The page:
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Interactive projectors for the classrooms of tomorrow

Blog post   •   Jun 02, 2017 01:34 GMT

Keeping up with the digital natives

Teachers today face the challenge of engaging students who are sophisticated digital natives. Today’s students have grown up using interactive smart phones, tablets and touchscreen laptops from a young age, and many may have different learning styles from generations before.

According to Marc Prensky, who coined the terms ‘digital natives’ and ‘digital immigrants’,students today think and process information in a fundamentally different way from their predecessors. Their learning preferences include collaboration and teamwork, flexible learning environment and getting student voices heard in the learning process, as opposed to traditional lecture-type approaches.

The classroom today has evolved to include projector and display technologies that incorporate collaboration and interactive engagement, with a focus on making learning fun. Finger touch and pen drawing capabilities of the interactive projector help engage the students and enable the teachers to teach creatively to bring lessons to life.

Interactive displays for teaching can bring distinct benefits to students, who have reported increased enjoyment and motivation, according to reports by Becta, an advisory body for educational technologies in British schools.

Screen Size Matters– Interactive projector the smart choice

There are currently various forms of interactive displays now available in the market, for example, the interactive projector and the interactive flat panel display. These technologies allow users to interact with the display, much like a smartphone screen, but on a larger scale.

While some may perceive that the flat panel displays are brighter, interactive projectors can actually provide a larger and more impressive screen for a large student audience. Projectors are also more cost-effective for classrooms. Let’s look at some factors that are making interactive projectors shine.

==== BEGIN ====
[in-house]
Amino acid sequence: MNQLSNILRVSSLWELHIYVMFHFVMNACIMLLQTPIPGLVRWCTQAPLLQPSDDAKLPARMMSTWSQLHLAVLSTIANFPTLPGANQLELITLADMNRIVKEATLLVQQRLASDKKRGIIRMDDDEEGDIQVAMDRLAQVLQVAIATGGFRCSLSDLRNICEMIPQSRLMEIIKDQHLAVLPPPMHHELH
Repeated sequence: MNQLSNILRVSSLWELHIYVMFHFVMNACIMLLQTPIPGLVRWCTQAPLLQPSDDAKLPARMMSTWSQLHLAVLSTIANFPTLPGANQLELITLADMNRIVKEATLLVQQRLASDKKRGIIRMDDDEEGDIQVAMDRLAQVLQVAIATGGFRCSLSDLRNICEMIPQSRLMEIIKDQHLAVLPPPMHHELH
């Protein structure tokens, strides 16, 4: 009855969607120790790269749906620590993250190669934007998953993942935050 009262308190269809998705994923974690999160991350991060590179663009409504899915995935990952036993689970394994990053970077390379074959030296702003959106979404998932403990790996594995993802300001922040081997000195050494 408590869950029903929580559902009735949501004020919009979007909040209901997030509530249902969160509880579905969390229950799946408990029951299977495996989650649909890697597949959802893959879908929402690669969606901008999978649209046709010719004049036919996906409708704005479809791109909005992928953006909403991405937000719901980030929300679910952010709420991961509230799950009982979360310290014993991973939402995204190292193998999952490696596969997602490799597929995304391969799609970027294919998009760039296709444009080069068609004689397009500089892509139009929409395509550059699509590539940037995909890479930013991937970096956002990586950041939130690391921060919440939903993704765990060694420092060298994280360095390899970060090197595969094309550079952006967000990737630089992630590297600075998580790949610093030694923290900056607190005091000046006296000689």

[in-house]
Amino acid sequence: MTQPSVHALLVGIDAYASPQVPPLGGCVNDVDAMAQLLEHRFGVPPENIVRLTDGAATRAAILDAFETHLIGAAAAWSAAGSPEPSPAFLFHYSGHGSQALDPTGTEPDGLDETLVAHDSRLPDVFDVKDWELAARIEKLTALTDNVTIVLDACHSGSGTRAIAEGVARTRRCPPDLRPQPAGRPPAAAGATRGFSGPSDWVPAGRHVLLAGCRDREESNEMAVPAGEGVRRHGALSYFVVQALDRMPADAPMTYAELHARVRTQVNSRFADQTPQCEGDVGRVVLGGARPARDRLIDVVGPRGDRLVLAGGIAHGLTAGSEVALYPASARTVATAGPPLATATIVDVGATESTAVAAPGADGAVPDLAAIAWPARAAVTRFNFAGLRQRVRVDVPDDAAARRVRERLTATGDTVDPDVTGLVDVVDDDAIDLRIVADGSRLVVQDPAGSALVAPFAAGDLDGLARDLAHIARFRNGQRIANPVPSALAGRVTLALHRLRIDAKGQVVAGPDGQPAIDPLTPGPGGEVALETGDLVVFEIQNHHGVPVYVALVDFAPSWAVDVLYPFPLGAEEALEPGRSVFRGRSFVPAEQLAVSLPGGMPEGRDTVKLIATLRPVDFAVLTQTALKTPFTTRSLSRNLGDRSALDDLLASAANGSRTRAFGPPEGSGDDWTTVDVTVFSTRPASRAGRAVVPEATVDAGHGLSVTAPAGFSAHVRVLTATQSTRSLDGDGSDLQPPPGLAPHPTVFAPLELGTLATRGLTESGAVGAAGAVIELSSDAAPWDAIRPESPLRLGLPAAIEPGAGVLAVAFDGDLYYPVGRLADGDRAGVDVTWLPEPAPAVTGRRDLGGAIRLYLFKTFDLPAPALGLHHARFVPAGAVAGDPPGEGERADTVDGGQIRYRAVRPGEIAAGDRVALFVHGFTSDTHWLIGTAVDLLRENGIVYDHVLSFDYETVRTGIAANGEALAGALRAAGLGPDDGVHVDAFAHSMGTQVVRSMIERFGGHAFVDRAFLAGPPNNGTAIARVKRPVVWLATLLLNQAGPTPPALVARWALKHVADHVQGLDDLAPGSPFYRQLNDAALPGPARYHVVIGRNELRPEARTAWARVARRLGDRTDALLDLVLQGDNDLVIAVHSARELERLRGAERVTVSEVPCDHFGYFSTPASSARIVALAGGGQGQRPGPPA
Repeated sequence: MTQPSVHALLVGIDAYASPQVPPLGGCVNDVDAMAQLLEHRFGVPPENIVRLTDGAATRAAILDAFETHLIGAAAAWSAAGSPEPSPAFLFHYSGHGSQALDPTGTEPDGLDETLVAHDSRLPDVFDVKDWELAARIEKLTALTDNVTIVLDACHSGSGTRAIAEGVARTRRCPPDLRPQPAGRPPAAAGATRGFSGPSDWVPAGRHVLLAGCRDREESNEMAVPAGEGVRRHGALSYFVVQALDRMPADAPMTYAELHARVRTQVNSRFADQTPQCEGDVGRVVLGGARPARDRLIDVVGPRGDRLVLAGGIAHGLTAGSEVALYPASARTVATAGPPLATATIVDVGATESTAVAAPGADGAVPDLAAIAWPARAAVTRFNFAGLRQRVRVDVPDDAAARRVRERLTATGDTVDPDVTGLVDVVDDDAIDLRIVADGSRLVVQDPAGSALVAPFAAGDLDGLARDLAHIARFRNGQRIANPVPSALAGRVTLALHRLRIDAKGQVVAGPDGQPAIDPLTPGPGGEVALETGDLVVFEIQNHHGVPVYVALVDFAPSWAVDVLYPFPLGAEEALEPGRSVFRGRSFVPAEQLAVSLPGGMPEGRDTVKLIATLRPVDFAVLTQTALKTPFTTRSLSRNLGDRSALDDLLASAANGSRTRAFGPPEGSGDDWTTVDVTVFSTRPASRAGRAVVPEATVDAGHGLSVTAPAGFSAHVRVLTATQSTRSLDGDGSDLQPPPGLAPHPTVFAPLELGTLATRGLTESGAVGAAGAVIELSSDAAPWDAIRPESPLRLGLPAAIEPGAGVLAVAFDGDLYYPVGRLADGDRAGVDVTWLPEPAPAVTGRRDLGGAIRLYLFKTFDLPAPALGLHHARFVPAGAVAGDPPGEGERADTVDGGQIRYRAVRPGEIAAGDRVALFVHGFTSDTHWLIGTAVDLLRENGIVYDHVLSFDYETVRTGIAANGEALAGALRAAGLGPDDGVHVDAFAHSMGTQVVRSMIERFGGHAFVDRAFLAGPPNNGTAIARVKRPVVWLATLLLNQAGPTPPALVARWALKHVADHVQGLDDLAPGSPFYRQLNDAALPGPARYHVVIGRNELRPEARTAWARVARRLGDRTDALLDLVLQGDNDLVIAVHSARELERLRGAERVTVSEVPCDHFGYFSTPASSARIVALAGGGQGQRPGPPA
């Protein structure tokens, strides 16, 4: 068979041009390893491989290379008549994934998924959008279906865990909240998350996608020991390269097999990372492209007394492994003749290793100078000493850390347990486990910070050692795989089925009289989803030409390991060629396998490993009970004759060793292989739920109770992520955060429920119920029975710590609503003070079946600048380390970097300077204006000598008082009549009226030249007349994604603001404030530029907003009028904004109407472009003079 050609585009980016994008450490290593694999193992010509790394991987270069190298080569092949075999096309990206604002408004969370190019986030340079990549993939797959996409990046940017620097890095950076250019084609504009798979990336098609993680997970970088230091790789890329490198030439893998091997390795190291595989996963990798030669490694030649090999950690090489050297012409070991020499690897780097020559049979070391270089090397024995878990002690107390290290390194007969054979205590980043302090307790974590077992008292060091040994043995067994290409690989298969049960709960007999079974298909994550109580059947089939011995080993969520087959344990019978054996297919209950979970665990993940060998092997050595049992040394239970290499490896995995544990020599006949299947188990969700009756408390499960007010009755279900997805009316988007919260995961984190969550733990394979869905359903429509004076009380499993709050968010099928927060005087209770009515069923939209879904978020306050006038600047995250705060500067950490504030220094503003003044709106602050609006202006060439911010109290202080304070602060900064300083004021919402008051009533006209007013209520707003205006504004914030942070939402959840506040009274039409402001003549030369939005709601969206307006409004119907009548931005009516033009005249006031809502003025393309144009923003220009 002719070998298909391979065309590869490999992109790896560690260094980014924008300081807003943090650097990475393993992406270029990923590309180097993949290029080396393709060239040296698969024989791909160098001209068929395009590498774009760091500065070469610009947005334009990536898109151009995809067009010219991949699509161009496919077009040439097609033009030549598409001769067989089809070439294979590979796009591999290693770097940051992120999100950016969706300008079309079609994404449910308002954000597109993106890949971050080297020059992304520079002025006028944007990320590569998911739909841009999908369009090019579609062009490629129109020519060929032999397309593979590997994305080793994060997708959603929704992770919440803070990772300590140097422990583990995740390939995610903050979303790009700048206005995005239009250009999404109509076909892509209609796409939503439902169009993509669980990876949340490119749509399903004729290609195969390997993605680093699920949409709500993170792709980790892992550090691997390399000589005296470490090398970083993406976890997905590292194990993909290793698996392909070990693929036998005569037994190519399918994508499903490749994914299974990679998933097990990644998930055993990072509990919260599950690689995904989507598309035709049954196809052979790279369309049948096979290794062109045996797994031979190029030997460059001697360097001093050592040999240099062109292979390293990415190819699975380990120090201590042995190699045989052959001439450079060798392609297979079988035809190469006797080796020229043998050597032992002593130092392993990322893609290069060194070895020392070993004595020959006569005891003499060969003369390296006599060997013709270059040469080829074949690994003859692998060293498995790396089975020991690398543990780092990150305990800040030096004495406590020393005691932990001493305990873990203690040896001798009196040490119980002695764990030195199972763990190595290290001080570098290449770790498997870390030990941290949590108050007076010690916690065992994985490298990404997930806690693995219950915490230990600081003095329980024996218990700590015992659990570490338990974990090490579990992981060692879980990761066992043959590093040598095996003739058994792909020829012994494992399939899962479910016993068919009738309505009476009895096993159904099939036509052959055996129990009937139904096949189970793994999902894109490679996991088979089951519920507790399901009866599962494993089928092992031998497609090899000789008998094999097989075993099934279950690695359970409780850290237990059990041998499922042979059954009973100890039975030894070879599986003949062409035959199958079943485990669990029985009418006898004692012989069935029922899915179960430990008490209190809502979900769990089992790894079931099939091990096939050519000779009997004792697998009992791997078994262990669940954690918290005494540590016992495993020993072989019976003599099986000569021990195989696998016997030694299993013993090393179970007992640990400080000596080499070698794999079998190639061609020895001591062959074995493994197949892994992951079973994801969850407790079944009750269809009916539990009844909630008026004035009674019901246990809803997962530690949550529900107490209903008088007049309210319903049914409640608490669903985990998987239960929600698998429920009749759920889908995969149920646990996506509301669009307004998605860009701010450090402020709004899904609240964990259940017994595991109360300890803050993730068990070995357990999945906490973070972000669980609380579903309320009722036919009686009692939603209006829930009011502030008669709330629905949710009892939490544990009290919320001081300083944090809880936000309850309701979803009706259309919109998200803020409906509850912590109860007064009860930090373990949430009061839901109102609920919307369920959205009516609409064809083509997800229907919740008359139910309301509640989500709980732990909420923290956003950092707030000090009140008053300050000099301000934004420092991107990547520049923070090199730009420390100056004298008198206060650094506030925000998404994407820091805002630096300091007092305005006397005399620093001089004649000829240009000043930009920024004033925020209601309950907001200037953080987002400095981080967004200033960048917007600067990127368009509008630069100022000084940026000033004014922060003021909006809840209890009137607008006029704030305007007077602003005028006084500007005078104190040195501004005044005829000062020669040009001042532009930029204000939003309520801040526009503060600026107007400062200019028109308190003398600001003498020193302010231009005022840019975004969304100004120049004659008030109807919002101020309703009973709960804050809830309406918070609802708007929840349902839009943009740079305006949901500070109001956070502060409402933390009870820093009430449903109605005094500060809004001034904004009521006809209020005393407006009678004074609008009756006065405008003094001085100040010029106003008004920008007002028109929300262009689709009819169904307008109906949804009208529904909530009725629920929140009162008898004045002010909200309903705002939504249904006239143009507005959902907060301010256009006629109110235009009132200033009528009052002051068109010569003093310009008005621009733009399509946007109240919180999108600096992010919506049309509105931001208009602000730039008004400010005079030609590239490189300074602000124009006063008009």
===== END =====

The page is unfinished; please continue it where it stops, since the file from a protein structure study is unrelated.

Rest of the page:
1) Cost - The interactive projector’s cost is a fraction that of interactive flat panel.

2) Flexibility and scalability - Interactive projectors project images very well onto just about any solid surface – whether a dry erase board, plain wall or even a tabletop, they can be turned instantly into multi-touch interactive surfaces. In contrast, other interactive displays such as the interactive flat panel will always take up wall space, occupying the space permanently even when it is not in use.

3) Excellent image quality - The interactive projector stands out for its picture quality. The touch-enabled projected images are not restricted to a specific size and can go up to 100 inches, or double the size of an expensive 50-inch touchscreen flat panel. Additionally, resolution of the interactive projectors is available up to WUXGA quality, which is beyond Full HD, and project videos and images with vivid clarity.

4) Screen size matters - Although obvious, some do not realise that screen size is of paramount importance, especially in the common large classroom settings. A recent study in the US by Radius Research found that 58% of studentsare unable to read content displayed on a 70-inch flat panel display[1] – An alarming finding for schools that have adopted flat panel displays of this size, or even smaller.